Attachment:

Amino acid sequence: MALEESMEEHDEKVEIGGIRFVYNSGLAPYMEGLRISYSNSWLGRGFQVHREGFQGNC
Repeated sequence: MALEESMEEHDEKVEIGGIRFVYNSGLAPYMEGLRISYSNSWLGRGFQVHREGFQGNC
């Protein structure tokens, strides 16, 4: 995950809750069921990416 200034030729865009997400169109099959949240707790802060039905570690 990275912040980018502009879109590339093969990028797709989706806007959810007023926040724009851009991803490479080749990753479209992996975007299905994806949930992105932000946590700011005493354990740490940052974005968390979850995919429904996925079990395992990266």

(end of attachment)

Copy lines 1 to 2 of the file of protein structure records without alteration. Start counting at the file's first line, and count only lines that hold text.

Amino acid sequence: MALEESMEEHDEKVEIGGIRFVYNSGLAPYMEGLRISYSNSWLGRGFQVHREGFQGNC
Repeated sequence: MALEESMEEHDEKVEIGGIRFVYNSGLAPYMEGLRISYSNSWLGRGFQVHREGFQGNC